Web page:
By Karley Rojas & Carrie Tully
In 2019, HSU Students in NAS 331 had a vision for a project that would re-indigenize the campus while bringing lasting benefits to the community, building partnerships across campus, and reconnecting students with place. The project envisioned was the first ever Food Sovereignty Lab and Cultural Workspace (FSL). As of October 8th, this lab will be a physical manifestation of those dreams. We are now building Rou Dalagurr.
This lab is dedicated to the research, practice and preservation of food sovereignty and traditional ecological knowledge. The purpose of the FSL is to provide an opportunity to work directly with the surrounding communities, tribal nations, and national and international scholars and community leaders to center, learn, and engage with Indigenous science, environmental management, and preservation practices. Our lab will build national and international connections that foreground Indigenous voices in rigorous academic research, publications and community-centered programming, connecting youth to higher education, policy development, economic development, and climate resiliency.
As stated in the Declaration of Nyéléni, there are six proposed principles of food sovereignty: focusing on food for people, valuing food providers, localizing food systems, making decisions locally, building knowledge and skill, and working with nature. According to Dr. Cutcha Risling Baldy and Dr. Kaitlin Reed, food sovereignty is also about centralizing Indigenous voices in how we collectively move forward in building sustainable food systems. Therefore, the revitalization of traditional food sources through Indigenous food sovereignty is critical to how we build food sovereignty in our region and beyond.
“Everyone working together on this, and making it happen. We need this, we need to bring back our foods, and traditional foods so we can be happy again.” ~ Ted Hernandez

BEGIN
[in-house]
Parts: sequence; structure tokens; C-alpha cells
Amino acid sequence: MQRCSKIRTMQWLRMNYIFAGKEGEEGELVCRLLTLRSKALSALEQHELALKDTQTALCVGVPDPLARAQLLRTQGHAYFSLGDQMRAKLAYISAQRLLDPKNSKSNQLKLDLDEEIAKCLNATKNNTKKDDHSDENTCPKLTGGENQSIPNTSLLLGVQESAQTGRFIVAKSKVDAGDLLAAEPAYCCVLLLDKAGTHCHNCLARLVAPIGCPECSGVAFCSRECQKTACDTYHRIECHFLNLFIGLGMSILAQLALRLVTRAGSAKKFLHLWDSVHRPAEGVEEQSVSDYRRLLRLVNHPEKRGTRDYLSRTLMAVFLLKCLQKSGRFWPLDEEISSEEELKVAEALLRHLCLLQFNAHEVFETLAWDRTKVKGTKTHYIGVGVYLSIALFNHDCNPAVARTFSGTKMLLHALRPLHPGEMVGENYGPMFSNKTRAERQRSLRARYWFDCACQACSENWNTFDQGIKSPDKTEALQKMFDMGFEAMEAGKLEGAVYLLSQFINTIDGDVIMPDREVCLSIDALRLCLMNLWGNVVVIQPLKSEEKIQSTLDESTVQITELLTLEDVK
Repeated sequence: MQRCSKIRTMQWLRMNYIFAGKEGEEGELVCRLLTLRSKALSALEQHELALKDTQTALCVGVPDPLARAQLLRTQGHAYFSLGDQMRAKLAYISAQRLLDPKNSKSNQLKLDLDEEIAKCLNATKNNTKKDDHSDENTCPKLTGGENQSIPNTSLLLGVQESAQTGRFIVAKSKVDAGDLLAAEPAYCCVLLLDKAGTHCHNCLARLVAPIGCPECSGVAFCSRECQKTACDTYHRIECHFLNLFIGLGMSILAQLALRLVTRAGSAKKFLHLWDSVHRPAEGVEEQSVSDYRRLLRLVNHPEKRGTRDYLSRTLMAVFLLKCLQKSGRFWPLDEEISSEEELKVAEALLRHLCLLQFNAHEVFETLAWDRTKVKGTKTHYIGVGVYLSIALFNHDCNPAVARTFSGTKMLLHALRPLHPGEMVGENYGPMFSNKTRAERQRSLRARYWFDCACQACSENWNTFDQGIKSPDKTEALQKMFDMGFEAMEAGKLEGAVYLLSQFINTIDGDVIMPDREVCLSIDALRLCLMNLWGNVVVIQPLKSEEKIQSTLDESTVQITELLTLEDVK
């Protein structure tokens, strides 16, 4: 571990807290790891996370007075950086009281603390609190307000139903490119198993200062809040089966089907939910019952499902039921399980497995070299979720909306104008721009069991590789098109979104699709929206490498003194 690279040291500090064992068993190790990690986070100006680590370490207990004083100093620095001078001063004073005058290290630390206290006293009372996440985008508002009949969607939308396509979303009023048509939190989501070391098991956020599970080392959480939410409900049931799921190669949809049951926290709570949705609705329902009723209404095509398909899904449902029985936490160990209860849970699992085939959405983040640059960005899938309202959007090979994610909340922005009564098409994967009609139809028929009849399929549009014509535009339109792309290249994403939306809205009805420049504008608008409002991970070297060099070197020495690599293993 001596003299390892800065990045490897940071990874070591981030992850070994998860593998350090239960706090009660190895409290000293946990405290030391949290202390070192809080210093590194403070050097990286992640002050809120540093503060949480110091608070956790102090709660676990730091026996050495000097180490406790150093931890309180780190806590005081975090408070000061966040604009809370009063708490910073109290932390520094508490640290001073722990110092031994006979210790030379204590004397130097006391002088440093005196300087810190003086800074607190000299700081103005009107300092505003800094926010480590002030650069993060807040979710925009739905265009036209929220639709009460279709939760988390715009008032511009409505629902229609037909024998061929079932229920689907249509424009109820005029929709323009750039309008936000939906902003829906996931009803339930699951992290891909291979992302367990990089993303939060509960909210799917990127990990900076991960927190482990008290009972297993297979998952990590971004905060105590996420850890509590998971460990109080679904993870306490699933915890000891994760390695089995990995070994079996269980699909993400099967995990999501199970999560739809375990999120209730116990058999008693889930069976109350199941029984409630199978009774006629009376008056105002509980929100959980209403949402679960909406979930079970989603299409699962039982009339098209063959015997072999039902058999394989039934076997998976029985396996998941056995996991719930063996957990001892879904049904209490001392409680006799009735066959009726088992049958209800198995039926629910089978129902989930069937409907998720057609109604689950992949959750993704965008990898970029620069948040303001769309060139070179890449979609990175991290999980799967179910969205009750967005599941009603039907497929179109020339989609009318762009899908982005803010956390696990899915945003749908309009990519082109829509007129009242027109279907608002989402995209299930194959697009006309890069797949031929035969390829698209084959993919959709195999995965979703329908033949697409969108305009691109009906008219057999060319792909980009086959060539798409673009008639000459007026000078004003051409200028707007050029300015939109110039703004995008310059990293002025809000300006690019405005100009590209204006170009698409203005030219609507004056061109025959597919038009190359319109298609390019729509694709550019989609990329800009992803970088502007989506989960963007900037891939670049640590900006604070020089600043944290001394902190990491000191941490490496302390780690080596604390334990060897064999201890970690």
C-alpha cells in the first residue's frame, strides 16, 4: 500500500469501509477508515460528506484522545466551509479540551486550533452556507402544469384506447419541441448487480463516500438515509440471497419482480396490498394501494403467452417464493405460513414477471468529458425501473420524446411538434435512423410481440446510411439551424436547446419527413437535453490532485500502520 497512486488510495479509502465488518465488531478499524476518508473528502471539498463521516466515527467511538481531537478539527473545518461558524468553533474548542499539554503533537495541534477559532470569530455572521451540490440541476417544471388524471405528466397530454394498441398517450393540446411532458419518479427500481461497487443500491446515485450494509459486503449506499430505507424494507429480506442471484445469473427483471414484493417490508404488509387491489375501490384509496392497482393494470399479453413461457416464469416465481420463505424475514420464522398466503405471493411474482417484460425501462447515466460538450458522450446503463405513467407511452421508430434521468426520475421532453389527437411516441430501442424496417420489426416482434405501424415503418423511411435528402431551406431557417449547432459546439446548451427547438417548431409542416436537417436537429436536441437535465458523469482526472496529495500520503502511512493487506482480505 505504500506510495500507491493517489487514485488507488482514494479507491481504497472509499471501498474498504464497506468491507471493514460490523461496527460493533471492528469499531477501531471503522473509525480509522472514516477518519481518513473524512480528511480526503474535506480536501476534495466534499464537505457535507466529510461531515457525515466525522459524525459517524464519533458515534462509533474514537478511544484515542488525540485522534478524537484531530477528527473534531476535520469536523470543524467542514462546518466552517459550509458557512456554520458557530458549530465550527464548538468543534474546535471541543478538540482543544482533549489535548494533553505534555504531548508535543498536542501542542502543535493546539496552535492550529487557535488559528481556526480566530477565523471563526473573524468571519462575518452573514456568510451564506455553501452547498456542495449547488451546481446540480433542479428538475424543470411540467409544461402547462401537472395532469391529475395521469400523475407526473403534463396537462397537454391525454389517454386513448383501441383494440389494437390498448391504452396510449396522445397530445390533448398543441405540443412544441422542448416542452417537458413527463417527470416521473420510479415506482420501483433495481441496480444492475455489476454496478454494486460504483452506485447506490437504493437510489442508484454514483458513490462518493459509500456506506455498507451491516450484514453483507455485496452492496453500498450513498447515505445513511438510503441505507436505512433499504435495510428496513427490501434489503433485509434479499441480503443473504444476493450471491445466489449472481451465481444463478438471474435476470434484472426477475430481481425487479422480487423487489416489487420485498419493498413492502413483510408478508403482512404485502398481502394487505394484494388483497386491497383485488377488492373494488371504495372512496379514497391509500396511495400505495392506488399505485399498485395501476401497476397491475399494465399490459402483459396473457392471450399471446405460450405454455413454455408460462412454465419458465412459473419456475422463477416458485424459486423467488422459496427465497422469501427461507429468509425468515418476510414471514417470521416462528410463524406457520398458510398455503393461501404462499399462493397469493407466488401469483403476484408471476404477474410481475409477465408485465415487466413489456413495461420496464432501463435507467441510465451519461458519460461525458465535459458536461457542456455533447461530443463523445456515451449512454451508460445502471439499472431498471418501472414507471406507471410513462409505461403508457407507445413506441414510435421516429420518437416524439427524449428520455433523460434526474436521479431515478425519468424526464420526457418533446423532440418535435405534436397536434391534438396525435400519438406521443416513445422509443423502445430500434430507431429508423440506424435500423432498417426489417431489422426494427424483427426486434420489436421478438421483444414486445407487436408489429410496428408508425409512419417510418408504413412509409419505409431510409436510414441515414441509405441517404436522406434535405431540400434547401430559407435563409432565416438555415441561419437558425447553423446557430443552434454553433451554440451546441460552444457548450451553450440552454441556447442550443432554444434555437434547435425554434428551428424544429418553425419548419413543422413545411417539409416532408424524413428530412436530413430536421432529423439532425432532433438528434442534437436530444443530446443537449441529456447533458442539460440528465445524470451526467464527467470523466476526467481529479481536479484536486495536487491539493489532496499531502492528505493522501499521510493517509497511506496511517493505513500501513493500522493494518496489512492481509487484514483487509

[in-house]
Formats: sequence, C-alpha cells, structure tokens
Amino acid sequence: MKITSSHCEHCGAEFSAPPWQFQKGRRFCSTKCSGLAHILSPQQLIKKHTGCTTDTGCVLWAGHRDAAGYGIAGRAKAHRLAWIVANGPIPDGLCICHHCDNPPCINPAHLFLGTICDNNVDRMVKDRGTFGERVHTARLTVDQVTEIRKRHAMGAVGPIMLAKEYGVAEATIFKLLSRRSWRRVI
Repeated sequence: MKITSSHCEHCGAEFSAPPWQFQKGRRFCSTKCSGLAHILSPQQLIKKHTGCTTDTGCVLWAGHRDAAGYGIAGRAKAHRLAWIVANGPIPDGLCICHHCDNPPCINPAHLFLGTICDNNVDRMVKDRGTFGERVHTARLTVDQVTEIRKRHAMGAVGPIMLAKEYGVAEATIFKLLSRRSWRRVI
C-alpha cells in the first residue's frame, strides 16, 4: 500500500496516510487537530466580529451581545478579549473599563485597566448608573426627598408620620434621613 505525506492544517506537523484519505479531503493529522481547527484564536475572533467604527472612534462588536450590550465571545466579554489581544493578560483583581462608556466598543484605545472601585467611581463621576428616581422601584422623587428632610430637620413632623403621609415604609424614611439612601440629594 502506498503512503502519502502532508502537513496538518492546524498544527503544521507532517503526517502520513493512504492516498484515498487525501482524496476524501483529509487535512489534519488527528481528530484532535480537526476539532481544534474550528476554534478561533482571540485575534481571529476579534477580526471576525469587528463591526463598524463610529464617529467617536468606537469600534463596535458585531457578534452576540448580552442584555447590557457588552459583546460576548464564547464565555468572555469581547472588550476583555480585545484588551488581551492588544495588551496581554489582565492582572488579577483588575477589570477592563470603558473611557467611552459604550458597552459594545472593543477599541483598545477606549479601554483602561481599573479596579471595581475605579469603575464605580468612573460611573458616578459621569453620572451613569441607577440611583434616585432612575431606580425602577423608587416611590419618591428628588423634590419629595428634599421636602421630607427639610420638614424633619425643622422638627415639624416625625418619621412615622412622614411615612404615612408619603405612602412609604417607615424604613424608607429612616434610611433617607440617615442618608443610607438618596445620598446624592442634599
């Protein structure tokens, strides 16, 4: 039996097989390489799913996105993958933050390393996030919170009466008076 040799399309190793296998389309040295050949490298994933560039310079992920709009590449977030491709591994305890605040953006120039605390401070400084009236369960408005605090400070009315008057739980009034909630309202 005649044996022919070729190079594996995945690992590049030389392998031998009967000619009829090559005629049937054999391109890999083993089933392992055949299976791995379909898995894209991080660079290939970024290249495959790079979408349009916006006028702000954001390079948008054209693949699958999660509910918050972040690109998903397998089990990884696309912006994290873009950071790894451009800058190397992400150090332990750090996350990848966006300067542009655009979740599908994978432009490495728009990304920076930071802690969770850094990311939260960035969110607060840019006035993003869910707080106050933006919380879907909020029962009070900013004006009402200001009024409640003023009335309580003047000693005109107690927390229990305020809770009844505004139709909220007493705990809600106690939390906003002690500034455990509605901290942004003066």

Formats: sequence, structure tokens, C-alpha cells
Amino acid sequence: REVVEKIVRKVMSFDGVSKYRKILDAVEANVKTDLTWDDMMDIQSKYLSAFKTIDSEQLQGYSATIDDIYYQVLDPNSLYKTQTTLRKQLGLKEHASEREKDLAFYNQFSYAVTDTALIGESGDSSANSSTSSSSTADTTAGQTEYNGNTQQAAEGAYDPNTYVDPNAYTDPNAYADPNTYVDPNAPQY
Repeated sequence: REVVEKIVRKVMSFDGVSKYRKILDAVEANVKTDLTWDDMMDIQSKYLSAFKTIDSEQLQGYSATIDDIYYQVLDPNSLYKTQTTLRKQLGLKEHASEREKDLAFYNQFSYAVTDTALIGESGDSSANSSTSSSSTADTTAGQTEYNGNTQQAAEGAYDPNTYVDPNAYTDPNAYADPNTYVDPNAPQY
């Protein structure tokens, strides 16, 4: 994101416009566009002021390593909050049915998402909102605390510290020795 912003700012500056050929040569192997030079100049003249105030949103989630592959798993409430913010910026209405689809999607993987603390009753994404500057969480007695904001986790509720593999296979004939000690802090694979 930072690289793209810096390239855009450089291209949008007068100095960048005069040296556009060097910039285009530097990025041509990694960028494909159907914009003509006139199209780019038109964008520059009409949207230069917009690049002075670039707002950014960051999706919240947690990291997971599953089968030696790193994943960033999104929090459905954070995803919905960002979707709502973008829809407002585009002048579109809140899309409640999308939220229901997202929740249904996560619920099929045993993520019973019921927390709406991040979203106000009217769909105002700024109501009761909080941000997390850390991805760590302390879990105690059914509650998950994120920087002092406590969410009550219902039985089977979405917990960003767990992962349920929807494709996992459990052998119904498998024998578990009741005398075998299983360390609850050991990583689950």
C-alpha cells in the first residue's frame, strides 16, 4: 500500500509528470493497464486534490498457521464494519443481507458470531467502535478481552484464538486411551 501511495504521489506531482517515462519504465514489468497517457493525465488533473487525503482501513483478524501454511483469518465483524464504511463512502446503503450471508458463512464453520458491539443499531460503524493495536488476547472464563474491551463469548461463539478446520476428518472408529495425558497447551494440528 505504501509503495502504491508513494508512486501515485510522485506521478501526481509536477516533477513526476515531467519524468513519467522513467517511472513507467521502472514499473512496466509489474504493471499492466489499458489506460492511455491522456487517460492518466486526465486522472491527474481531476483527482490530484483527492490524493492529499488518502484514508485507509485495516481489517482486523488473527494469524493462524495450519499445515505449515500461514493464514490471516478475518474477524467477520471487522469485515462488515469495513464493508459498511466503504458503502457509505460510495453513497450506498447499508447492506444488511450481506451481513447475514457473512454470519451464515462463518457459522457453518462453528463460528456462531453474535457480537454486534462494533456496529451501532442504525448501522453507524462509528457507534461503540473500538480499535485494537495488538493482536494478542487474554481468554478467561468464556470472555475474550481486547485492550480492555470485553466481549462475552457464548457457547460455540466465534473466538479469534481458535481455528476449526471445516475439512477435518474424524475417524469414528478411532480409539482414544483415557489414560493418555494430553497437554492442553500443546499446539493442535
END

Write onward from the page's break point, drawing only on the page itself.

Over the past year the FSL’s Steering Committee has worked to raise over $250,000, securing funding from private donors, Humboldt Area Foundation, the Humboldt Energy Independence Fund and the Humboldt Health Foundation to assist with the initial remodeling phase of the lab. We have established a speakers series, film series, annual fundraising events, and will soon be starting an on-campus Indigenous plants garden. The remodeling of the space began on October 8, 2021 with an expected opening date in Fall 2022. The groundbreaking included a ceremony with Chairman Ted Hernandez of the Wiyot Tribe, and remarks from HSU admin, Lab co-directors, HSU students & co-founders, and Steering Committee Members. The recorded event can be found on HSU’s Native American Studies’ Facebook page www.facebook.com/nasp.
This permanent collaborative space will nurture proactive conversations regarding food sovereignty and security, and inspire active participation in writing policy to reform our food systems. In addition, our goals for the lab align perfectly with HSU’s polytechnic designation. According to the Polytechnic Prospectus, the university seeks to be a “model and leader for others across the country and globe”, and “believe[s] in working directly with tribal communities”. Rou Dalagurr will incorporate hands-on experience for students by training them to engage with tribal communities, while also appealing to students which will help with recruitment, enrollment, and retention through programs which will serve as a model to others throughout the world.
Projects which are bringing us forward in our trajectory include building an operating endowment, funding an Endowed Chair of Traditional Ecological Knowledge and Indigenous Environmental Studies, funding youth camps and youth outreach programs, building an internship and community outreach program, establishing an interactive Indigenous food guide for California, and establishing an Indigenous foods festival. The interior of the lab will include a commercial kitchen and food processing space for basketry, art, regalia, and cultural practices. The exterior of the lab will include a salmon smoking pit, a Native plant and food garden including interpretive signage of Native plants, and basketry designs throughout the pathways and gardens. Such a space for community, Indigenous nations, and student collaboration will ethically center and amplify Indigenous leadership, knowledge, and land stewardship, transforming our communities and learning spaces and giving Humboldt an opportunity to experience the vibrancy and modern existence of Indigenous Peoples and cultures in our local area.